Tuesday, April 20, 2004

Drench now or drench later, the choice is yours

Thanks to LibertarianJackass.com for having this image. It should be passed around far and wide. LJ also links to this site which comments on the "shot." That blogger (who's tag line is "I rant, you decide," which I like) says:

Here is the paper's story behind getting the image and publishing. They swear, really, truly, it isn't meant as an anti-war image. Whatever. The woman who took the photo I find far more credible in her motivation: she wants the families to know that at every step of the way their loved ones are always treated with the respect due them.

I understand that motivation on her part, and respect her need to tell her story in that way. But I can't help wondering who she is that she gets to make that decision?

I'm process-writing this, so I'm about to click on that link to the article in question. Pre-reading it, my thought is, we should all get to decide. Who is the President to filter our images? He certainly favors filtering truth, doesn't he?

Okay, now I read the article, and you should too. It's a process story as well from the Seattle Times.

So, having read it, I buy it.

See, the Bush Admin policy of shrouding repatriation in secrecy gives a pallor of inappropriateness to this photo that is undeserved. Men and women have died in Iraq. That is a fact. This picture depicts that - not in a disrespectful, blood soaked, sand caked way, but in an honor draped, carefully attended, somber way. I am anti-war. Do I believe this image helps my cause? Yes and no. But I think it wouldn't be such a major news item were it not for the secrecy Bush forced on the process. This is a beautiful, haunting image that should take its rightful place next to indelible images of falling statues and streaking green lights across a night sky.

By the way, several media watcher-types have commented on most major media outlets refusal to run this image, or anything like it. Doesn't that outrage you? Doesn't your lack of outrage outrage you? They're the press for god's sake - they pester and annoy any number of two-bit celebrities, but they shy away from this? I thought half the fun of America was it's press and their "bring it on" spirit. As it was, the Seattle Times waited almost a week to run the photo so they could put it in proper "context." I wonder why the total of Iraq coverage wasn't sufficient context. And only after they found a way to couch it in the least panty-bunching way possible did they run it. What if the civilian, non-professional's photograph was a product of her feeling that we shouldn't be in Iraq? Would they have run it? Run it with a disclaimer: "Gentle reader, the following image was taken by someone who says she is against the war and therefore should be interpreted as a biased alignment of chemicals on treated paper. Don't blame us, blame user error and molecular changes."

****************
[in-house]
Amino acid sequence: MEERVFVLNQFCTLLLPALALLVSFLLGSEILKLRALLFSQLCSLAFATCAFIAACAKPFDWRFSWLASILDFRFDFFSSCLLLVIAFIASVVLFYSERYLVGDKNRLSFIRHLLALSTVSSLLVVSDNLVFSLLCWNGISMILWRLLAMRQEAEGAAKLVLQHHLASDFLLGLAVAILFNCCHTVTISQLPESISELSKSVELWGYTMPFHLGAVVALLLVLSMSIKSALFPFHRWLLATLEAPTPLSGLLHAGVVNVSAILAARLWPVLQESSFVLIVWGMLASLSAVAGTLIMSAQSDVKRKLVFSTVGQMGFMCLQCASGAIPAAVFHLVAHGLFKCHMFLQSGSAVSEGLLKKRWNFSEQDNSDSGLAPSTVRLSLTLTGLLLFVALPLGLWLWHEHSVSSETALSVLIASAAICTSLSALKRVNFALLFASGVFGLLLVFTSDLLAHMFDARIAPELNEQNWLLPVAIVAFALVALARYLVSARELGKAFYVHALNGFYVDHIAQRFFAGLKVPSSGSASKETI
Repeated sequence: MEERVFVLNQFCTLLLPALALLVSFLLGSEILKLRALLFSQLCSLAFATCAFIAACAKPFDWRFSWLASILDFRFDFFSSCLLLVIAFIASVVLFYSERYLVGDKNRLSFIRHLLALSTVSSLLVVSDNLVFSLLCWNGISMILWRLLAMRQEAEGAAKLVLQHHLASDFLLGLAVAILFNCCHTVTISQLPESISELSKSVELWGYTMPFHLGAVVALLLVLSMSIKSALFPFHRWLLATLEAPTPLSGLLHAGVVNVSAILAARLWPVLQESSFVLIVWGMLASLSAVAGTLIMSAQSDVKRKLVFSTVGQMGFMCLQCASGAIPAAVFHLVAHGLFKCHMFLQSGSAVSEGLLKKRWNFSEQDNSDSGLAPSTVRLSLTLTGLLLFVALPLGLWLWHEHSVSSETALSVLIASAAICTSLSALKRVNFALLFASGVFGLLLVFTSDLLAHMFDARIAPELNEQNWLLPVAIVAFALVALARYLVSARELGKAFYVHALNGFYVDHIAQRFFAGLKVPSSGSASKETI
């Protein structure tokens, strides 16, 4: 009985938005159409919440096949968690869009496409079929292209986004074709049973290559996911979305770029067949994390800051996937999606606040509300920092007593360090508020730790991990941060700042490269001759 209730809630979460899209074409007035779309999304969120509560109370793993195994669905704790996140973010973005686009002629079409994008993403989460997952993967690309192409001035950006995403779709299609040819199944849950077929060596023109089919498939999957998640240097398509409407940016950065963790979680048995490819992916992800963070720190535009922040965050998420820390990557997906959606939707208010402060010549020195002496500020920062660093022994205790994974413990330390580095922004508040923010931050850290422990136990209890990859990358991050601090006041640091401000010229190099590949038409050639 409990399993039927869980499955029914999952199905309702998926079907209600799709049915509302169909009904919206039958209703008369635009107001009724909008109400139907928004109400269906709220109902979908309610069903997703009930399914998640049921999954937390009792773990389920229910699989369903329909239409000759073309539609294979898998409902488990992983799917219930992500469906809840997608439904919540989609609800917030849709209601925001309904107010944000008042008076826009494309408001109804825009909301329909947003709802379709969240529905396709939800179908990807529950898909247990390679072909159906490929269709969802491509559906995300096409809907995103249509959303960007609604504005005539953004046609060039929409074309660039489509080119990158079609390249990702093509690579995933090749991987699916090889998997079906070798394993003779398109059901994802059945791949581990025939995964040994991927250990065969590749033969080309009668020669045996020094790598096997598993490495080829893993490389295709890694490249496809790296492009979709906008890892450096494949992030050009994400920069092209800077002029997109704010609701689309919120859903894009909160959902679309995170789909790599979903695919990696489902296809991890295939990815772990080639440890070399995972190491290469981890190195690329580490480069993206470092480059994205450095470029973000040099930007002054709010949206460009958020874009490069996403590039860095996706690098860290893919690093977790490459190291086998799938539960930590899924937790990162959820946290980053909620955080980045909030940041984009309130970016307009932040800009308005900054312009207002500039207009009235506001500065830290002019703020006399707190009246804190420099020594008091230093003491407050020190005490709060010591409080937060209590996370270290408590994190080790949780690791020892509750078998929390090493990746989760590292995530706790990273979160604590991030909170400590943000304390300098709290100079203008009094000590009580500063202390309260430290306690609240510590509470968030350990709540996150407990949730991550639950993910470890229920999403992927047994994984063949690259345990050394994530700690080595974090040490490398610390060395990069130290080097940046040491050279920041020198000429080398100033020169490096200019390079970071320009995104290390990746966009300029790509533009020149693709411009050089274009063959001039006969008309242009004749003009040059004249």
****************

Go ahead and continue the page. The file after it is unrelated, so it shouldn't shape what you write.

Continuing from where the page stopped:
This story is a nice tie in to other discussions I've had on the nature of photography as art, its powerful place in our culture, and its power over history as its being made. You'll note the name of this blog, of course, as well. There's a great debate in literary circles over reader-centered vs. text-centered interpretations. When you read something, should you be figuring out what the author is trying to tell you or what your reaction is to what you're reading? Who's message is more important? This photo is a chance to apply that debate to the visual world. I would argue that with photographs, unlike books, the author (photographer) has less control over the final interpretation. The reader is more important because images are more finite than language (and no, I'm not including digitally enhanced, altered, or otherwise adulterated images). There will, then, always be differing opinions about a photo, different tones of resonance, etc. Bush can only try to stop the spread of images, then. Control their capture and airing. He can't shape it like the news-shaping goons he has at the CPA can spin press releases. His level of fear should incentivize the press and the public to figure out what power he derives from controlling the images.

These images will come out. As voters, as citizens, we need to take every opportunity to evaluate what carried out in our names. This photo is part of that process - an undeniable data point we have to account for in the final analysis.

So scroll up and look again. Take time to think about what it means on every level: What does it mean on its face? What does the capture of this image mean? What does the policy against such images mean? What does this image's publication now mean?

The more we drench now in meaning, the less we will drench later in blood.

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